New Brunswick: A banana republic*?

By Roy MacMullin

True or False? Our common heritage, the natural resources of the province, is being managed in a competent manner by the government. Recently, I looked at the money being received by the province from natural gas production. Here are the results of my investigation.

A royalty is a payment to the owner of an asset for its use. For example, if you pay rent of $900 per month on an apartment that is worth $80,000 per unit, that’s effectively a royalty of 13.5% per year that you pay for the use of that asset.

To develop a natural resource, governments often assign a block of land based on a bidding process, prospective sites are drilled by a company, connected to a pipeline and the gas produced is sold until the wells are empty. So the valid questions seem to be – First, are we getting a fair price for our non-renewable gas resource? Secondly, how fast is the resource being depleted and will there be any left for our children and grandchildren? In other words, are we using the resource in the best possible manner?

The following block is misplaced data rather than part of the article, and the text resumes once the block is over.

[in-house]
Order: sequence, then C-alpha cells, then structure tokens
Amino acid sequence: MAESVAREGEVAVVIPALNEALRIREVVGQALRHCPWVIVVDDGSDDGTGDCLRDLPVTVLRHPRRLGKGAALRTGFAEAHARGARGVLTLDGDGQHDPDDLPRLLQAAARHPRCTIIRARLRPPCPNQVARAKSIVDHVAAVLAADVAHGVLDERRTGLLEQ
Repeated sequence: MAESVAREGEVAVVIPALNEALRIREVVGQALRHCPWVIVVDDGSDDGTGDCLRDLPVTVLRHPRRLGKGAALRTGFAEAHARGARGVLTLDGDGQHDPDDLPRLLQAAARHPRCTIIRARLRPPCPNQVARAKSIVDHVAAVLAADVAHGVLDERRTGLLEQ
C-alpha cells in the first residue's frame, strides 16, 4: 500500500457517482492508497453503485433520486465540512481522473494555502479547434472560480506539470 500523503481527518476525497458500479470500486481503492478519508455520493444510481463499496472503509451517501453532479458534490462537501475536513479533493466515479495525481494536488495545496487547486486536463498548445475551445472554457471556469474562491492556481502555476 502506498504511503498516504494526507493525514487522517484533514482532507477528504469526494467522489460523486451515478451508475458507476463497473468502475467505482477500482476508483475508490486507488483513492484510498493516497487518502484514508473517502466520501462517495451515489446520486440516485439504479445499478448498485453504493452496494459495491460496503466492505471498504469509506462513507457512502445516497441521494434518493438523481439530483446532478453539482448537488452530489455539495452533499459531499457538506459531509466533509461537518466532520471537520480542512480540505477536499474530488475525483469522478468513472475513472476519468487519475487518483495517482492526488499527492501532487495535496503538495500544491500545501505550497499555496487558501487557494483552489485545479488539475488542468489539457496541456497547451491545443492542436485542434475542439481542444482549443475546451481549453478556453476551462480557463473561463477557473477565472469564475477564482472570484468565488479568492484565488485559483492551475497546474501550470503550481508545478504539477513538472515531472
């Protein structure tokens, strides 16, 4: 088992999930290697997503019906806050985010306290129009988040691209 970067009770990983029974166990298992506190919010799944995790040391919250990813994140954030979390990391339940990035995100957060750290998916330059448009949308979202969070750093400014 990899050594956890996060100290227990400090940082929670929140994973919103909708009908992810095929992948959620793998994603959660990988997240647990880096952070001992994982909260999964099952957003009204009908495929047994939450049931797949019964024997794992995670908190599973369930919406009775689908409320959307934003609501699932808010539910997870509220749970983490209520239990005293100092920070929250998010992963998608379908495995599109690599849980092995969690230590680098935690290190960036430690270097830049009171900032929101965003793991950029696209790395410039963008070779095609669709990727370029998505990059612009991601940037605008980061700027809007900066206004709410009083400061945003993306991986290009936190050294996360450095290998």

In the years from 2003 to 2010, the major producer of natural gas in New Brunswick, Corridor Resources paid royalties of between .5% and 8.2% when expressed as a percentage of natural gas revenue. The average over the period has been 5.3%. Typically, one would compare royalty regimes with other jurisdictions as a basic sanity check.


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